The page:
Makeup Lessons With an Automaker
Our vision includes a world with zero emissions. While we have made great progress in improving energy efficiency at our global operations, we can’t get there alone. It’s important that we work together both internally and with other energy efficiency leaders to identify new opportunities for improvement and realize our goals.
That’s why we were excited to participate in Season Four of the U.S. Department of Energy’s (DOE) “Better Buildings Challenge SWAP.” In the recently launched online video series, the DOE matched us with the global cosmetics giant L’Oréal USA to help each company gain new insights, save money and improve energy performance.
The SWAP concept is simple and we have used it internally for more than a decade. Each company swaps energy management teams that then tour the other’s facility to identify ways to reduce energy use and improve productivity.
What can a makeup manufacturer and a personal mobility company teach other? A great deal more than you would think. From transitioning to LED lighting, shutting down equipment that’s not in use and managing compressed air to sharing employee engagement programs that empower local teams to drive improvements, both companies were winners in Season Four.
“Once we got past the difference in footprint and scale at L’Oréal’s North Little Rock plant in Arkansas, we quickly found areas for improvement along with best practices we could take back to Detroit,” said Al Hildreth, Global Energy manager and lead for the GM SWAP team. “At a million-unit-a-day production rate, the L’Oréal team demonstrated that manufacturing complexity doesn’t have to impede efficiency.”
At our Detroit-Hamtramck plant, where the Chevrolet Volt and Impala, Cadillac CT6 and Buick LaCrosse are built, we shared how sustainability is core to our operations.
“We really benefited from General Motors’ fresh perspective and their expertise in performing energy ‘treasure hunts,’ which are standard practice in GM’s plants,” said Carlos Ruiz Rabago, senior vice president of Manufacturing North America, L’Oréal. “I can’t wait to create a similar program at L’Oréal to continue to push our sustainability forward.”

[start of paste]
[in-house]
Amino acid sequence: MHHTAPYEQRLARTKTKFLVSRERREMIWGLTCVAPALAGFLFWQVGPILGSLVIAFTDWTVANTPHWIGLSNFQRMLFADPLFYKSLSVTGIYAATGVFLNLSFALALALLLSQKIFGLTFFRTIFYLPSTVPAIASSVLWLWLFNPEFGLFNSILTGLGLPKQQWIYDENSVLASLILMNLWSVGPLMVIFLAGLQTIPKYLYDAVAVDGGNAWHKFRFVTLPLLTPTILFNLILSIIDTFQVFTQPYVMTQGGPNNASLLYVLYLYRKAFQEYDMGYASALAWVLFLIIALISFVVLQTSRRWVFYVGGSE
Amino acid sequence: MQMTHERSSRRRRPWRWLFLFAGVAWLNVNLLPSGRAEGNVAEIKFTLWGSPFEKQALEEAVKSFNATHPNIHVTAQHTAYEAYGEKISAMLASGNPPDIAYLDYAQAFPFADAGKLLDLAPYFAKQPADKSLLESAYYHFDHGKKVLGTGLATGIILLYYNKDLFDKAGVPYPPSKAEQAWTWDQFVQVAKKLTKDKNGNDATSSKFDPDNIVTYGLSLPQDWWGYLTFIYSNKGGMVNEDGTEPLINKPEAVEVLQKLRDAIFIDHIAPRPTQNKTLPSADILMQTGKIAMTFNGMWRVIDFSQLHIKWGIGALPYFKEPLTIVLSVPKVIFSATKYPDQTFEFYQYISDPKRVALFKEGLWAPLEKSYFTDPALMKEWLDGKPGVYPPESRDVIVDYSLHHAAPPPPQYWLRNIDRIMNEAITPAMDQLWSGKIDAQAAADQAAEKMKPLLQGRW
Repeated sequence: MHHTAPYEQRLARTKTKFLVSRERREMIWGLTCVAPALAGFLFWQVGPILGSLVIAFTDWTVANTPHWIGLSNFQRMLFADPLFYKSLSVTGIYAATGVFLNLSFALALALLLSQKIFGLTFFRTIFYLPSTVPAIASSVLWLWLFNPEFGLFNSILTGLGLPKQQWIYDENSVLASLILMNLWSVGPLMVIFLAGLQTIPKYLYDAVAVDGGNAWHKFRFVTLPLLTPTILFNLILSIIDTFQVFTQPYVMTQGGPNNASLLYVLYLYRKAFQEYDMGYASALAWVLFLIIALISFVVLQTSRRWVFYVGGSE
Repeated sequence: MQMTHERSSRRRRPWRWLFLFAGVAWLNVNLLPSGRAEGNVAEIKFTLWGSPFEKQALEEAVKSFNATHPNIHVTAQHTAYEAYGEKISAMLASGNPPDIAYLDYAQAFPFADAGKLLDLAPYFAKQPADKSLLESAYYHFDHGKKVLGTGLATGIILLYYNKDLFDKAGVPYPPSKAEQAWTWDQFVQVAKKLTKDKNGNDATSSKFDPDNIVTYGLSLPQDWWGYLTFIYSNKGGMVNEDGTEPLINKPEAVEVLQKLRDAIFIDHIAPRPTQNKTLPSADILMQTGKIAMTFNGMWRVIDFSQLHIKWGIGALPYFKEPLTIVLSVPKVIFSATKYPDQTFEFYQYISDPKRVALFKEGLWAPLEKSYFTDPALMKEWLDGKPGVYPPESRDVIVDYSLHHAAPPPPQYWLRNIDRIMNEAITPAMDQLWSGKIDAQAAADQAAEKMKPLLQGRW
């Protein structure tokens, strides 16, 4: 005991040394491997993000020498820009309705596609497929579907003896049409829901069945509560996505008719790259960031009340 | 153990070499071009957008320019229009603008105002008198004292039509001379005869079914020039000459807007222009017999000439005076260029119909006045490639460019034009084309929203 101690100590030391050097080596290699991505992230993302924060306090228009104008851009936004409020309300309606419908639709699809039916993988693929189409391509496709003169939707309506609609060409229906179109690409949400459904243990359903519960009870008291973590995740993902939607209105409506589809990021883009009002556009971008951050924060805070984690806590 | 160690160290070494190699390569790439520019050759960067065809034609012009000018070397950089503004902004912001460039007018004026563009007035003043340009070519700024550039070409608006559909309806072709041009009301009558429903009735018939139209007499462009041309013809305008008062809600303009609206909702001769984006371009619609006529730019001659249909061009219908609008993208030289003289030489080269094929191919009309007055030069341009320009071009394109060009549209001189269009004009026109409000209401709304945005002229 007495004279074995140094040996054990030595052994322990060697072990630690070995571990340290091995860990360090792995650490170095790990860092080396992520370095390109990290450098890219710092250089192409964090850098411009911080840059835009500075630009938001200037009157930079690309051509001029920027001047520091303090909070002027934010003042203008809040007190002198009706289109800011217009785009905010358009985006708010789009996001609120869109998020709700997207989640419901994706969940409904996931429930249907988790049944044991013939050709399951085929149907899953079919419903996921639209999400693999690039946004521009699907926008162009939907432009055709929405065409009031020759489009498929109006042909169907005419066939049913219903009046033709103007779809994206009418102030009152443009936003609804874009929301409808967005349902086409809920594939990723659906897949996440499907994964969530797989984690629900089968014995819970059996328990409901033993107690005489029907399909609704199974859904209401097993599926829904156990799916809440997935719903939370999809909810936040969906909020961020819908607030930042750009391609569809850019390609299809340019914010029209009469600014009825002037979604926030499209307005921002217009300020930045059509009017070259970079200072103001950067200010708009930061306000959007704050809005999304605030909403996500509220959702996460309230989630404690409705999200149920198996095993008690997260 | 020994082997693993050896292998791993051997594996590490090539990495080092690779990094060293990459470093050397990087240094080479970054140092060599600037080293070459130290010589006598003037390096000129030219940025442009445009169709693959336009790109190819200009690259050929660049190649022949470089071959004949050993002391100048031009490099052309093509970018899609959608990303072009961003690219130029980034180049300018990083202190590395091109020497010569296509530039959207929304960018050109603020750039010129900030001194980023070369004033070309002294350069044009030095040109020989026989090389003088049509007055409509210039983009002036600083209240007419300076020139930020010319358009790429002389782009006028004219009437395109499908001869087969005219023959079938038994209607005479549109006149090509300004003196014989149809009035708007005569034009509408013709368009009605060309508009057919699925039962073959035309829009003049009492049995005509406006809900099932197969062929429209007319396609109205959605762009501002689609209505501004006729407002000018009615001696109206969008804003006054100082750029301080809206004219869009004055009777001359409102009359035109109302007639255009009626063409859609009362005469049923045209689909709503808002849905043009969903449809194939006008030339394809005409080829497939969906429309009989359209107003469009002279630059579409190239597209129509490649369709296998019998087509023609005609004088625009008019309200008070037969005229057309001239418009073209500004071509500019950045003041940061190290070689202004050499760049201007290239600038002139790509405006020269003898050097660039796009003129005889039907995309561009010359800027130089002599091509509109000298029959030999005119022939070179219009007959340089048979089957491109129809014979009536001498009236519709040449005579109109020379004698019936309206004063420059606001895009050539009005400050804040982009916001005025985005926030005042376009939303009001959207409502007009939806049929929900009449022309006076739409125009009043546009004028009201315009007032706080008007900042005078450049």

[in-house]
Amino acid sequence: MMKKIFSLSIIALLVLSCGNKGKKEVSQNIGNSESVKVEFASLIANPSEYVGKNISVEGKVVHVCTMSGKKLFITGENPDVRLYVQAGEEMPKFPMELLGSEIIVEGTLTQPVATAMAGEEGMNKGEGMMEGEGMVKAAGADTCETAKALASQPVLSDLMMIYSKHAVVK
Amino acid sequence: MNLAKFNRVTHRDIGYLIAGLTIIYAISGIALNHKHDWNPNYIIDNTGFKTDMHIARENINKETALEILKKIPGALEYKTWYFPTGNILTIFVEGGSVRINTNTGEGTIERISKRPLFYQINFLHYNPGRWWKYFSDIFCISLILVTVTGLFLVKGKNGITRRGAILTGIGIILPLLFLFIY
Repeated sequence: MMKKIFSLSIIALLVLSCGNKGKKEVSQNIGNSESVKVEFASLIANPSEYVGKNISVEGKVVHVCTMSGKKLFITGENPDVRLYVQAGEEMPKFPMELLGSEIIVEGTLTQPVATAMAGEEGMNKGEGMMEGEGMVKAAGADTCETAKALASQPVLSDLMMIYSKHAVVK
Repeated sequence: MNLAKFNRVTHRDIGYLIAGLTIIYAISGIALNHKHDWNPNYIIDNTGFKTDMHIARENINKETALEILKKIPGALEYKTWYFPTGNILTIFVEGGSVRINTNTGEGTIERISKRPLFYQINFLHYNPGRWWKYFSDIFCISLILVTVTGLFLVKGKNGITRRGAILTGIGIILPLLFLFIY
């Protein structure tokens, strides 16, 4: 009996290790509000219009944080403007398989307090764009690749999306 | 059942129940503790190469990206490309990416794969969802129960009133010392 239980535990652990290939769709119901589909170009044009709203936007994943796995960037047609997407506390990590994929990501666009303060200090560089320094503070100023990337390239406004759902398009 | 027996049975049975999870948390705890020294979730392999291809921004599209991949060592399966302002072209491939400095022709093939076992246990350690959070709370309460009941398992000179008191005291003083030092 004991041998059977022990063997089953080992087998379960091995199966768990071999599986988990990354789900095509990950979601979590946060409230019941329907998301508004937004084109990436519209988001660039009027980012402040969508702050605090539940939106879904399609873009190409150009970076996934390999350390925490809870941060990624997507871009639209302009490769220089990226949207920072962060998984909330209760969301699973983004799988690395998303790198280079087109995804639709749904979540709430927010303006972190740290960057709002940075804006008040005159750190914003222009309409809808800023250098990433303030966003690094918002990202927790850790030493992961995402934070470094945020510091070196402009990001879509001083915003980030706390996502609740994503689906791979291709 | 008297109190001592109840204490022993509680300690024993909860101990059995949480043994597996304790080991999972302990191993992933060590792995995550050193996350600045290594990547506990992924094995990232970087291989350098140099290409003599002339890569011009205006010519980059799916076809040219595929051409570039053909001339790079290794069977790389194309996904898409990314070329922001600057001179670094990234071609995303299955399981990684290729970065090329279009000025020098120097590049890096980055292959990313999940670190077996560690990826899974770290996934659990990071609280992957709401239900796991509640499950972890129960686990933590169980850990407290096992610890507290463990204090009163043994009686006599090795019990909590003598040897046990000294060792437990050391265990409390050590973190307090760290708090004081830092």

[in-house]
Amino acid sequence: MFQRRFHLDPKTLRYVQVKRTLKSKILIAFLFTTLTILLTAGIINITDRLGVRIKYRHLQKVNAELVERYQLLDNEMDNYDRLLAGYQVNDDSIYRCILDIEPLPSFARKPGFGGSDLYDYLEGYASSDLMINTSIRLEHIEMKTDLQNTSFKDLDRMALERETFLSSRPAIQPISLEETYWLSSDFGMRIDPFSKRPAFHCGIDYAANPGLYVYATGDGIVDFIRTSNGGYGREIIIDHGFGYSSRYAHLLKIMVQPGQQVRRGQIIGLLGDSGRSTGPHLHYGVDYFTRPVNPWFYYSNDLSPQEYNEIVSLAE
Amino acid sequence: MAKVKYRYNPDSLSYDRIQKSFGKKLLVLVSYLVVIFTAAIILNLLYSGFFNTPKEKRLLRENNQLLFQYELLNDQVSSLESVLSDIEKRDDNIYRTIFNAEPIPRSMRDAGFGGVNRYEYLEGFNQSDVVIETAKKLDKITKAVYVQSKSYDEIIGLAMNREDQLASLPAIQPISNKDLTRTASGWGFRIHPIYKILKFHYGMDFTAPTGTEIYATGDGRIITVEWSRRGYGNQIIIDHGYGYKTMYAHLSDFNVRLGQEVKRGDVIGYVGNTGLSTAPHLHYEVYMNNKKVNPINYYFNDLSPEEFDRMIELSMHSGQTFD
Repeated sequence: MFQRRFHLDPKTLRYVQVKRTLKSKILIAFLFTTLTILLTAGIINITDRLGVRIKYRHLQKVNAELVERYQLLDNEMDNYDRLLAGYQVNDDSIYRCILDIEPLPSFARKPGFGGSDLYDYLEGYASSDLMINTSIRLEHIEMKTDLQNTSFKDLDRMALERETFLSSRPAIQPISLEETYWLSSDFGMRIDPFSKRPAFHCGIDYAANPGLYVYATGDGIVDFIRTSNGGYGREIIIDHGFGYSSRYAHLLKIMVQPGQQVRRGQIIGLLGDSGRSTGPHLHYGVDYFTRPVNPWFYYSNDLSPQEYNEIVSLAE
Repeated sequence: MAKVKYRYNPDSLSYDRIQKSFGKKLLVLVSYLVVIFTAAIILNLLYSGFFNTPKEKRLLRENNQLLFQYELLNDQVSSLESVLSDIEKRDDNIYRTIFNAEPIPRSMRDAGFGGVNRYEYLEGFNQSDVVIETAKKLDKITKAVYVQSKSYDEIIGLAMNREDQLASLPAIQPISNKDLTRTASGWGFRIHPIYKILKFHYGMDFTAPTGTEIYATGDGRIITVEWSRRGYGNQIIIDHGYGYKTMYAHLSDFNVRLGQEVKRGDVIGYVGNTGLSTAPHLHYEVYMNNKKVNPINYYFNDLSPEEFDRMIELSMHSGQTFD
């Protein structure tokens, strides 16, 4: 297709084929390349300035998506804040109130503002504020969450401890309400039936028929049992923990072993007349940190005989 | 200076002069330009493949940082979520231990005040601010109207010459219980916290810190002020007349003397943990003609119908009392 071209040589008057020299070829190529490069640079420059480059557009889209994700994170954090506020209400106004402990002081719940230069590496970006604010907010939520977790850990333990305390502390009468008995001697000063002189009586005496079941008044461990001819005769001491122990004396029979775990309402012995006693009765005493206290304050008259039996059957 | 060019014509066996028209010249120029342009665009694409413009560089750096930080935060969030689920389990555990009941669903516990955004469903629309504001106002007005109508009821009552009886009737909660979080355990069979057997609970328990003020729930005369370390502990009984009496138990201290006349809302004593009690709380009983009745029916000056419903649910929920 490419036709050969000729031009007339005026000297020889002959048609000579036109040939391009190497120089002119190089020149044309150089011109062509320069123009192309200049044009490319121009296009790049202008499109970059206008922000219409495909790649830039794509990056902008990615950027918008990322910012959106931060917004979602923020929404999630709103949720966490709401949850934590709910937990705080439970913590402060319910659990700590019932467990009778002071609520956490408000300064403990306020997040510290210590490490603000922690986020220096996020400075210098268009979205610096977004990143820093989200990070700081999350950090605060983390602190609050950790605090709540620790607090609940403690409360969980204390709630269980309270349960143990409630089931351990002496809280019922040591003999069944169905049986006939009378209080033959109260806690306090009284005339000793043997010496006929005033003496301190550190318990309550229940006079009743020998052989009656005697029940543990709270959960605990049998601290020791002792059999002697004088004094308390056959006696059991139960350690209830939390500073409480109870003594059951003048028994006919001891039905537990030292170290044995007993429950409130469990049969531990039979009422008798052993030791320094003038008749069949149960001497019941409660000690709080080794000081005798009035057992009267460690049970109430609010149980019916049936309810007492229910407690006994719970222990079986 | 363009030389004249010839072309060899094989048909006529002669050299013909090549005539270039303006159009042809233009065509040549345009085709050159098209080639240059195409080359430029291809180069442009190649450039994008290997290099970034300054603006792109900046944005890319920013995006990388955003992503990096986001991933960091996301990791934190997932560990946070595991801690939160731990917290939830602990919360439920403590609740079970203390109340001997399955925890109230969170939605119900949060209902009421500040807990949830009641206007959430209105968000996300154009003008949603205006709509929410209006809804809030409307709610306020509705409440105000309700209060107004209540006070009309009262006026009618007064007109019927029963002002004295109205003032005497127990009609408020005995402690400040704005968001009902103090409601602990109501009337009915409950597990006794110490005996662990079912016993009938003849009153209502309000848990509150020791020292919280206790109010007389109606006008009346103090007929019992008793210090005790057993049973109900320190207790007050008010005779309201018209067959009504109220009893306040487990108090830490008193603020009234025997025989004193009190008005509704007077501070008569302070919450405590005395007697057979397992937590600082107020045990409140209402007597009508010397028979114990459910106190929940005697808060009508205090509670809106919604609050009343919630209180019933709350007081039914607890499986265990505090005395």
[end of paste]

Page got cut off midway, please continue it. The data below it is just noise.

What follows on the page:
Here are some of the other best practices we shared:
Always be monitoring.
As the saying goes, if you can’t measure it, you can’t manage it. Nowhere is that more true than in energy efficiency. At Detroit-Hamtramck, we have an Energy Management System that allows us to track our use of steam, electricity, natural gas and water around the clock, from anywhere. The powerful tool allows us to identify problem areas and keep track of what’s working.
Share with others.
Best practice sharing and working with our communities pays off. For example, our Detroit-Hamtramck facility is heated by steam we buy from a nearby waste-to-energy plant. In return, we’re able to send back the condensate. Our ability to share resources creates savings for everyone.
Don’t see things for what they are, but what they could be.
There are resources all around us, if we’re willing to see them. At Detroit-Hamtramck, we have our own pond system to collect rainwater that we use in our cooling towers and to make high-purity paint-shop water. We also have an on-site 30 KW solar array that, coupled with a neighboring 516 KW array owned by DTE Energy, provides 10 percent of our fixed facility electricity demand.
While we’re still evaluating all that we learned at L’Oréal and as part of the “Better Buildings Challenge SWAP,” we are sure a number of ideas will make it to our global operations. That is why we enjoy being part of the program. We get to share our best practices and learn from other plants that are implementing impactful energy efficiency measures.
For more on Season Four of the “DOE Better Buildings Challenge SWAP,” click here.
To learn how sustainability is part of General Motors’ business model and core to our operations, view our Sustainability Report. Visit L’Oréal USA to see how the company is making sustainability personal.